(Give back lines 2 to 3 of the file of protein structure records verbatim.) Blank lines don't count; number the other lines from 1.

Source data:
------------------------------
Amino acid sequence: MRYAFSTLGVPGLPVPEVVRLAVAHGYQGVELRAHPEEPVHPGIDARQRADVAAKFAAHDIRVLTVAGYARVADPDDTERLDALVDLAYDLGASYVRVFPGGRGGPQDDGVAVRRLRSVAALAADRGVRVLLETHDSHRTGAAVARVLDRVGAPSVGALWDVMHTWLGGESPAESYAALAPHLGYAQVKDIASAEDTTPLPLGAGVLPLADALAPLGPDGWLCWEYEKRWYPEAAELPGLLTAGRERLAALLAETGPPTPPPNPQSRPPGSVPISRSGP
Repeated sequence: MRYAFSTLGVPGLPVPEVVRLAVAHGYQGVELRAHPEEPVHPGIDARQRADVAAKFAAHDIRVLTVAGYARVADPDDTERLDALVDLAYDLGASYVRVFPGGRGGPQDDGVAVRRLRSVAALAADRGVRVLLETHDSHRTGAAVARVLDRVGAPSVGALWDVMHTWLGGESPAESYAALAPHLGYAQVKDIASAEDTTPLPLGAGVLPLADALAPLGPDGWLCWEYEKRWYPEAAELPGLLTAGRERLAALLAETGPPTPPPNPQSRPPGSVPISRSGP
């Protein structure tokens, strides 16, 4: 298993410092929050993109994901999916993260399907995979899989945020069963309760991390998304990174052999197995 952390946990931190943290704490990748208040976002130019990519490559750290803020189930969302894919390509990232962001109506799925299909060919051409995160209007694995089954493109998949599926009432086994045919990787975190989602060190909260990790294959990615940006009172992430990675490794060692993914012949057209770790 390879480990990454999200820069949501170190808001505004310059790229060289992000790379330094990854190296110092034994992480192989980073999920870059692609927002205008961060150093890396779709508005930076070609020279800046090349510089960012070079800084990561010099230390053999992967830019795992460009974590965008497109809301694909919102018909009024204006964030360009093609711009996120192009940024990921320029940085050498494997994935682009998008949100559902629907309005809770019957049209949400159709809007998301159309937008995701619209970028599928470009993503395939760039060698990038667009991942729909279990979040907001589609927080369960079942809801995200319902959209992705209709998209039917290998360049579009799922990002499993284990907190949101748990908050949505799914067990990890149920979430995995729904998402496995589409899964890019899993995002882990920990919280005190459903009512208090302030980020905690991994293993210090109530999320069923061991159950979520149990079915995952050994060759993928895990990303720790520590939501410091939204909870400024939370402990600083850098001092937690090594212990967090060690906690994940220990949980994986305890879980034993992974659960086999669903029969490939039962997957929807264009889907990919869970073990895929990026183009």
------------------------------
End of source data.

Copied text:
Repeated sequence: MRYAFSTLGVPGLPVPEVVRLAVAHGYQGVELRAHPEEPVHPGIDARQRADVAAKFAAHDIRVLTVAGYARVADPDDTERLDALVDLAYDLGASYVRVFPGGRGGPQDDGVAVRRLRSVAALAADRGVRVLLETHDSHRTGAAVARVLDRVGAPSVGALWDVMHTWLGGESPAESYAALAPHLGYAQVKDIASAEDTTPLPLGAGVLPLADALAPLGPDGWLCWEYEKRWYPEAAELPGLLTAGRERLAALLAETGPPTPPPNPQSRPPGSVPISRSGP
């Protein structure tokens, strides 16, 4: 298993410092929050993109994901999916993260399907995979899989945020069963309760991390998304990174052999197995 952390946990931190943290704490990748208040976002130019990519490559750290803020189930969302894919390509990232962001109506799925299909060919051409995160209007694995089954493109998949599926009432086994045919990787975190989602060190909260990790294959990615940006009172992430990675490794060692993914012949057209770790 390879480990990454999200820069949501170190808001505004310059790229060289992000790379330094990854190296110092034994992480192989980073999920870059692609927002205008961060150093890396779709508005930076070609020279800046090349510089960012070079800084990561010099230390053999992967830019795992460009974590965008497109809301694909919102018909009024204006964030360009093609711009996120192009940024990921320029940085050498494997994935682009998008949100559902629907309005809770019957049209949400159709809007998301159309937008995701619209970028599928470009993503395939760039060698990038667009991942729909279990979040907001589609927080369960079942809801995200319902959209992705209709998209039917290998360049579009799922990002499993284990907190949101748990908050949505799914067990990890149920979430995995729904998402496995589409899964890019899993995002882990920990919280005190459903009512208090302030980020905690991994293993210090109530999320069923061991159950979520149990079915995952050994060759993928895990990303720790520590939501410091939204909870400024939370402990600083850098001092937690090594212990967090060690906690994940220990949980994986305890879980034993992974659960086999669903029969490939039962997957929807264009889907990919869970073990895929990026183009």